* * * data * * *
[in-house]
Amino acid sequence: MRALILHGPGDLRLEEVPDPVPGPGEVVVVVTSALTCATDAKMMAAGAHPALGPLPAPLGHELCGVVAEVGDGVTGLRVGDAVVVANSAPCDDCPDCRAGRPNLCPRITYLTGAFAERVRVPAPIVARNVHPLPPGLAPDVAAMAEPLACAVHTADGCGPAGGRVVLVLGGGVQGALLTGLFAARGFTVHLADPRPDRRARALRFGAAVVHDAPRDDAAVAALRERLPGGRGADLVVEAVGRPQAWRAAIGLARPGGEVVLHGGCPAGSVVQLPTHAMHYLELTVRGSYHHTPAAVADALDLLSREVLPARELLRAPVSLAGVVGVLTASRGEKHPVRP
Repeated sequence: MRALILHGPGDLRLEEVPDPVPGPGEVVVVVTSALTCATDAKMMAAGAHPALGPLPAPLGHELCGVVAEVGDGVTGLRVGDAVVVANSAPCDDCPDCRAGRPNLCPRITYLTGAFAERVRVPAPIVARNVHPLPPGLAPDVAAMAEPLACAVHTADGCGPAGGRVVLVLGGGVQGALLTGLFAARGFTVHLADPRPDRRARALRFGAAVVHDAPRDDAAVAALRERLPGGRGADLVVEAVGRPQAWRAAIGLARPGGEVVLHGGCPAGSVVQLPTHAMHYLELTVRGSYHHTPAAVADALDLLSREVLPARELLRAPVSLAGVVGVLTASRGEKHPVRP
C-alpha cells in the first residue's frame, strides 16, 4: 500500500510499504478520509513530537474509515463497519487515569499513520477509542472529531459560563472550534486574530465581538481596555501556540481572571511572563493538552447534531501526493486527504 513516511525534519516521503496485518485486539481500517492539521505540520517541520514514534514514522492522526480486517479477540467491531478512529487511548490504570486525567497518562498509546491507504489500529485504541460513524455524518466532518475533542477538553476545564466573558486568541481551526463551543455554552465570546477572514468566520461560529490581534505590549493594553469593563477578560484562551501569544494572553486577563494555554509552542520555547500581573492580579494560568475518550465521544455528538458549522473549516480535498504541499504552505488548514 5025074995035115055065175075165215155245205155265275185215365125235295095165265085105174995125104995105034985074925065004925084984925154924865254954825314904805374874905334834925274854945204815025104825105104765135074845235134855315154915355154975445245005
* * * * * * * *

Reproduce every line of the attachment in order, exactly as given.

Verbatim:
[in-house]
Amino acid sequence: MRALILHGPGDLRLEEVPDPVPGPGEVVVVVTSALTCATDAKMMAAGAHPALGPLPAPLGHELCGVVAEVGDGVTGLRVGDAVVVANSAPCDDCPDCRAGRPNLCPRITYLTGAFAERVRVPAPIVARNVHPLPPGLAPDVAAMAEPLACAVHTADGCGPAGGRVVLVLGGGVQGALLTGLFAARGFTVHLADPRPDRRARALRFGAAVVHDAPRDDAAVAALRERLPGGRGADLVVEAVGRPQAWRAAIGLARPGGEVVLHGGCPAGSVVQLPTHAMHYLELTVRGSYHHTPAAVADALDLLSREVLPARELLRAPVSLAGVVGVLTASRGEKHPVRP
Repeated sequence: MRALILHGPGDLRLEEVPDPVPGPGEVVVVVTSALTCATDAKMMAAGAHPALGPLPAPLGHELCGVVAEVGDGVTGLRVGDAVVVANSAPCDDCPDCRAGRPNLCPRITYLTGAFAERVRVPAPIVARNVHPLPPGLAPDVAAMAEPLACAVHTADGCGPAGGRVVLVLGGGVQGALLTGLFAARGFTVHLADPRPDRRARALRFGAAVVHDAPRDDAAVAALRERLPGGRGADLVVEAVGRPQAWRAAIGLARPGGEVVLHGGCPAGSVVQLPTHAMHYLELTVRGSYHHTPAAVADALDLLSREVLPARELLRAPVSLAGVVGVLTASRGEKHPVRP
C-alpha cells in the first residue's frame, strides 16, 4: 500500500510499504478520509513530537474509515463497519487515569499513520477509542472529531459560563472550534486574530465581538481596555501556540481572571511572563493538552447534531501526493486527504 513516511525534519516521503496485518485486539481500517492539521505540520517541520514514534514514522492522526480486517479477540467491531478512529487511548490504570486525567497518562498509546491507504489500529485504541460513524455524518466532518475533542477538553476545564466573558486568541481551526463551543455554552465570546477572514468566520461560529490581534505590549493594553469593563477578560484562551501569544494572553486577563494555554509552542520555547500581573492580579494560568475518550465521544455528538458549522473549516480535498504541499504552505488548514 5025074995035115055065175075165215155245205155265275185215365125235295095165265085105174995125104995105034985074925065004925084984925154924865254954825314904805374874905334834925274854945204815025104825105104765135074845235134855315154915355154975445245005